• We try to minimize administrative work and keep meetings to a minimum to be as efficient as possible. So if we turn down a meeting or make a specific report on a request, this is not to be rude or lazy, it’s to focus on being as efficient as possible. However, sometimes a meeting or a report is more efficient than without (and then we will do it).

Risk Management

Some common pitfalls during a project

We have made quite a lot of release projects during our short history in the music business. Sometimes things go wrong and here are some of the reasons.

Common pitfall Impact Likelihood Principle for reducing impact/likelihood
Misaligned scope with artist goals (both doing too much and too little) Unhappy artist. Project feels expensive or the label doesn’t have the resources to fulfill artist goals. Medium Expectations agreement.
Our playlisting strategy
Change requests.
Producer, Artist or Label is late/slow with feedback or deliveries. Project feels slow Medium Feedback process document
Start up meeting
Quality checked partners
New producers / lack of understanding of the feedback process Misunderstandings, slower projects, deliveries need to be redone, creating frustrations. Low Partner checklist
Feedback process document
Artist wants to release now(!) Too little time between key deliveries and release date Sub-optimal releases, stressed artists and labels, less listeners and career growth. High 45 days principle
Non structured communications Missed information and tasks, slower projects, sub optimal results. Medium Communication guidelines
Start-up meeting
Artist is expecting to break their career Unhappy artist Low Expectations agreement
Our playlisting strategy
Artist don’t want feedback and hasn’t communicated this. Frustrated label, producer and artist Low Start-up meeting.
Expectations agreement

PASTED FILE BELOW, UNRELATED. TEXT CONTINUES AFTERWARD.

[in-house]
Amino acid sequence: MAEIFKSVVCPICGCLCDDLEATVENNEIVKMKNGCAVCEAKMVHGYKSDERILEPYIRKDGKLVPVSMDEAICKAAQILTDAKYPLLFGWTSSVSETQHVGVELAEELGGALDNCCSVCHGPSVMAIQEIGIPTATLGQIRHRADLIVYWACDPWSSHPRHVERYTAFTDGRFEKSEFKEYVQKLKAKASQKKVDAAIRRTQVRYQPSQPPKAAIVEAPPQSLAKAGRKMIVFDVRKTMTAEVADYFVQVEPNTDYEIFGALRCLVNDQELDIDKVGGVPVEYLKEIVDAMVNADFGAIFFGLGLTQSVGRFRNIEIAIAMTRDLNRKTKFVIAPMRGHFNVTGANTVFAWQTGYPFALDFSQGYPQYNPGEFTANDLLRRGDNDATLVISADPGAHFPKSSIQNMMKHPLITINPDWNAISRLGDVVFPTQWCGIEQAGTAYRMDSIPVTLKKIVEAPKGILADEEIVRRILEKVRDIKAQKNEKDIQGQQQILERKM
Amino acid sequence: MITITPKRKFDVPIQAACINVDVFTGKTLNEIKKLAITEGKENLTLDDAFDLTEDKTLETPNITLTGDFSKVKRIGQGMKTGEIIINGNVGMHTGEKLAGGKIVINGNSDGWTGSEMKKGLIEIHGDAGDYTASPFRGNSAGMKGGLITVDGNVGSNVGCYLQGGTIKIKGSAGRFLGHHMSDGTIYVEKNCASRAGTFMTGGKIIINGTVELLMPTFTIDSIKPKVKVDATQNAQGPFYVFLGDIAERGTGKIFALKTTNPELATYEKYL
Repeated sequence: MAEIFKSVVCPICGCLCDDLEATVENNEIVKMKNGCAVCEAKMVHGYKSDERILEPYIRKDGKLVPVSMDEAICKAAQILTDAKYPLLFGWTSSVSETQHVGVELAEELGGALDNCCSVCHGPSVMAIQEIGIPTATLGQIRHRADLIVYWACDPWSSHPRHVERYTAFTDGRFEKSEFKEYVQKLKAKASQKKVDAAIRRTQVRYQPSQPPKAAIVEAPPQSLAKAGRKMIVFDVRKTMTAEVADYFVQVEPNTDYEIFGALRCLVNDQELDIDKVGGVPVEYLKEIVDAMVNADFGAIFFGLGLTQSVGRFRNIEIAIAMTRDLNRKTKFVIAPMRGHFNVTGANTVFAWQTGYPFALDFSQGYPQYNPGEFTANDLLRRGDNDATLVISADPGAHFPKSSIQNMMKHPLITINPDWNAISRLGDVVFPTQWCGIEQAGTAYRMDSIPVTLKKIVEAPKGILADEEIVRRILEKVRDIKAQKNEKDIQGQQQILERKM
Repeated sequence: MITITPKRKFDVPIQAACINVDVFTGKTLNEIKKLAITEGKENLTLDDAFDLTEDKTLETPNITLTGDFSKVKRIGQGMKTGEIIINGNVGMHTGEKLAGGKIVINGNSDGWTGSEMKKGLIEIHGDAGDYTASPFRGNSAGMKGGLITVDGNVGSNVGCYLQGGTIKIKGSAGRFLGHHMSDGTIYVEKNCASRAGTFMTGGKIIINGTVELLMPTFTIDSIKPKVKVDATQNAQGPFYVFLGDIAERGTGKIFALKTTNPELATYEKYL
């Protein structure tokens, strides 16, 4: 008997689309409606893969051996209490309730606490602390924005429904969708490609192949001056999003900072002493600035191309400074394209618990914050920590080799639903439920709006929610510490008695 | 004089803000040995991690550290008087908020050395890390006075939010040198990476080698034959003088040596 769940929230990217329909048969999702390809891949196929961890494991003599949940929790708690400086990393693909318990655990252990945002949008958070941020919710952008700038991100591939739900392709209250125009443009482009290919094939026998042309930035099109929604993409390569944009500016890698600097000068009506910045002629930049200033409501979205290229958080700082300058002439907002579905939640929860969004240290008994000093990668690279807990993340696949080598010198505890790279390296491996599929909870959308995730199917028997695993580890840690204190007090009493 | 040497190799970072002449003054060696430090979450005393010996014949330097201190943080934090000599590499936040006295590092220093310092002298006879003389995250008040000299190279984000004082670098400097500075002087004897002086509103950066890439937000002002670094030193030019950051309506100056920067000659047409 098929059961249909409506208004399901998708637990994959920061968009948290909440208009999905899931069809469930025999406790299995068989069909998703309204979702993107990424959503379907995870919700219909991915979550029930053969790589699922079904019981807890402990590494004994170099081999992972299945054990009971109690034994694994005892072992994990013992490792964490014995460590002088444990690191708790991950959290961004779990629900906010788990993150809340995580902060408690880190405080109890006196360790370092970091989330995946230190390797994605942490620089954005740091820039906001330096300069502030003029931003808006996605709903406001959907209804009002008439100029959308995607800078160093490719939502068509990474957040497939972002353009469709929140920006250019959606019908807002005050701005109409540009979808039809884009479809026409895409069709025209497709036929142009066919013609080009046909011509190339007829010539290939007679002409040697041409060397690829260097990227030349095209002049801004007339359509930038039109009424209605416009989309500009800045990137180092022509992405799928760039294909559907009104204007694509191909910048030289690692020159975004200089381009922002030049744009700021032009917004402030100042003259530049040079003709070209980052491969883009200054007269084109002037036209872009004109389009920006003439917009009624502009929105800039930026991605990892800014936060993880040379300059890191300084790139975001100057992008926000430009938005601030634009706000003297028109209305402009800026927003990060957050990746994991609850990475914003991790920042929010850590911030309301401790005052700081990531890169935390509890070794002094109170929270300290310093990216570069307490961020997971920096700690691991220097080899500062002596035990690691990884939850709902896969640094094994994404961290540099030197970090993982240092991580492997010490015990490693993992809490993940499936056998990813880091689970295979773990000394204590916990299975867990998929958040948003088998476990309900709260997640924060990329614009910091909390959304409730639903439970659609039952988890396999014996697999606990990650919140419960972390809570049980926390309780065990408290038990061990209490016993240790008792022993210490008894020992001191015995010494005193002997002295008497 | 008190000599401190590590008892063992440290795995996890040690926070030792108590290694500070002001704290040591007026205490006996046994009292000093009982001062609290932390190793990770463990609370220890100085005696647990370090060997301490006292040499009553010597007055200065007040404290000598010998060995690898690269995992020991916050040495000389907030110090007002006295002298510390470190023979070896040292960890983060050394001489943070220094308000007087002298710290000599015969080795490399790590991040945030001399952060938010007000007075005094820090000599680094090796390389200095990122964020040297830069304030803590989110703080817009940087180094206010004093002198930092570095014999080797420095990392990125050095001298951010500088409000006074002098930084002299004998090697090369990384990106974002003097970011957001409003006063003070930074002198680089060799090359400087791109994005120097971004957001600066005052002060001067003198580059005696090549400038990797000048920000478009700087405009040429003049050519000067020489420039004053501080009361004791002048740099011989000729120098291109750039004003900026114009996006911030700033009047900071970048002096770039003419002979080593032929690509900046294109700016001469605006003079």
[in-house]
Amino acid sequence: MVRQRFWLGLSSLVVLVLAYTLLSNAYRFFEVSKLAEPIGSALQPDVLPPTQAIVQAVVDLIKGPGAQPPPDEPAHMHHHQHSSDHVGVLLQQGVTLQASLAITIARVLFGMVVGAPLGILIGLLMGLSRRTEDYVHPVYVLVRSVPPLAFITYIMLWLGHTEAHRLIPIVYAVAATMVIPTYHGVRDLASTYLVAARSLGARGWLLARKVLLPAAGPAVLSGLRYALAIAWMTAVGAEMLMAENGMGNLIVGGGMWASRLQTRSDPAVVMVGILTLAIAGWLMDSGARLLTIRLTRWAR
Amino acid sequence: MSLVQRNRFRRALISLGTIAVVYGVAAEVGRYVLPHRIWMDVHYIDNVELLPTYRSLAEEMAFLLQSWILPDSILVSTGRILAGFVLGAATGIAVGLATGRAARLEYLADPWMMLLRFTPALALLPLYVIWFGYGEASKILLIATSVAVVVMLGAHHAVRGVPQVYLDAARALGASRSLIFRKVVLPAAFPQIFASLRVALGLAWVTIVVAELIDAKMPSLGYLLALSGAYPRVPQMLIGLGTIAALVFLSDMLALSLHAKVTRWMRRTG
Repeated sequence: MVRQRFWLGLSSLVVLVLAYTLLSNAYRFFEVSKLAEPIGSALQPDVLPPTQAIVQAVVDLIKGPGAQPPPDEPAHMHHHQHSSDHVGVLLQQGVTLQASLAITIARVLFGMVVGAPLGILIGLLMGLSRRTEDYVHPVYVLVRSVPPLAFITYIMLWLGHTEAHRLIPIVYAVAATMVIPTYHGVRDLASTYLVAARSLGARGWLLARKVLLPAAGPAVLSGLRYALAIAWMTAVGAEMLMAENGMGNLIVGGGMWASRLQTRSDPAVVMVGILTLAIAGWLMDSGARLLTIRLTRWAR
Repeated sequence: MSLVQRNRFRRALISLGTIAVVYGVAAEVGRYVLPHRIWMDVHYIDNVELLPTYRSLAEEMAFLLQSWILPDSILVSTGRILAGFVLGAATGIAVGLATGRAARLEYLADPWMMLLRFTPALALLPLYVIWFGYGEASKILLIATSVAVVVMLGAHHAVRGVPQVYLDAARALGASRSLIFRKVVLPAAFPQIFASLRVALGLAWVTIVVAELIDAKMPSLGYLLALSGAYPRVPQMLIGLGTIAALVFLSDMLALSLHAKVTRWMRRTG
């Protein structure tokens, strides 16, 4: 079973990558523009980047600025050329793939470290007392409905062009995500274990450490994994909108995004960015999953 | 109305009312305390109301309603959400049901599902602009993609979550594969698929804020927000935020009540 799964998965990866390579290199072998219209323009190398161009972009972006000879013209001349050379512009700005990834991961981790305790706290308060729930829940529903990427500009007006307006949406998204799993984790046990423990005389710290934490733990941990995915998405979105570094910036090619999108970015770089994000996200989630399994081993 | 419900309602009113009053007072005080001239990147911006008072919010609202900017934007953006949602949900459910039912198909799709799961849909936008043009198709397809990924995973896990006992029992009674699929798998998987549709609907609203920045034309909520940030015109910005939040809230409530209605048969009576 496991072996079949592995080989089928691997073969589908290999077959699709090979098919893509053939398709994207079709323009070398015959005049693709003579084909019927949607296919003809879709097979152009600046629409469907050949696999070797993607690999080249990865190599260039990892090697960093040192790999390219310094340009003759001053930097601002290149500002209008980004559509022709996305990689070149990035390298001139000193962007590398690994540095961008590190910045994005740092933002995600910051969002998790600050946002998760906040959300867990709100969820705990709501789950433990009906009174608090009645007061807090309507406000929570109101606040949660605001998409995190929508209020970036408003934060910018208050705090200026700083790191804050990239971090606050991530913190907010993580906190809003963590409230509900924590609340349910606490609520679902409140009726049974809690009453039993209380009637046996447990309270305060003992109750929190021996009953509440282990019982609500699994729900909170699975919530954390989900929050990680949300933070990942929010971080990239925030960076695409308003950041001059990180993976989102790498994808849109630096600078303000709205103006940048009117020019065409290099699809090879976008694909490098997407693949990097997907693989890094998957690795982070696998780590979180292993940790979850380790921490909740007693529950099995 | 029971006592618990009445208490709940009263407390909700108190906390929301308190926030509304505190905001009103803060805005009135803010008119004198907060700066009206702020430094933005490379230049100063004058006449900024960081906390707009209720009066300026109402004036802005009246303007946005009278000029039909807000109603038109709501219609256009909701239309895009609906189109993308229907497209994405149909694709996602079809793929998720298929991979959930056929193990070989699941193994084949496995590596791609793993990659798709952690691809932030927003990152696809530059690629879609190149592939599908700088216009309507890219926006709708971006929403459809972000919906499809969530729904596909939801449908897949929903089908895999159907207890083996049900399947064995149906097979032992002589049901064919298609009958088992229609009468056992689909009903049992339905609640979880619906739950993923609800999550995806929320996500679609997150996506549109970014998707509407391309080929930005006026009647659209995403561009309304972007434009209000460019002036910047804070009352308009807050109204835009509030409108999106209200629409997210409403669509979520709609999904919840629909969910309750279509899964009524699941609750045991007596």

Label don’t do what should be expected and stated in contract. Doesn’t happen often, but often due to internal miscommunication or process error Unhappy artist. Stressed label. Time spent on improving. Low Change requests.
Single contact person.
Expectations of results within a week after release Stressed artist. Time spent on clearing expectations rather than on things that drive career growth.. Medium Expectations agreement
Our playlisting strategy
Expectations of more listeners just because the artist is talented. Unhappy artist Medium Expectations agreement
Artist don’t understand or do the work necessary Sub-optimal results Medium Paths
How to enhance my release?
Expectations agreement
Misalignment of our strategies and artist goals Frustrated artist, stressed label, deliveries according to process but artist wanted something else making it hard to live up to expectations. Medium Expectations agreement
Communication before signing
Human errors Sometimes we make mistakes and sometimes things happen that we couldn’t plan. Sub-optimal results. Higher costs. Low Taking responsibility.
Deal with problems as they happen.
Reflect and improve for now and future.
Risk costs and margin built in every budget.
Expectation that media and blog coverage will give listeners and break careers. Frustrated artist High Expectations agreement.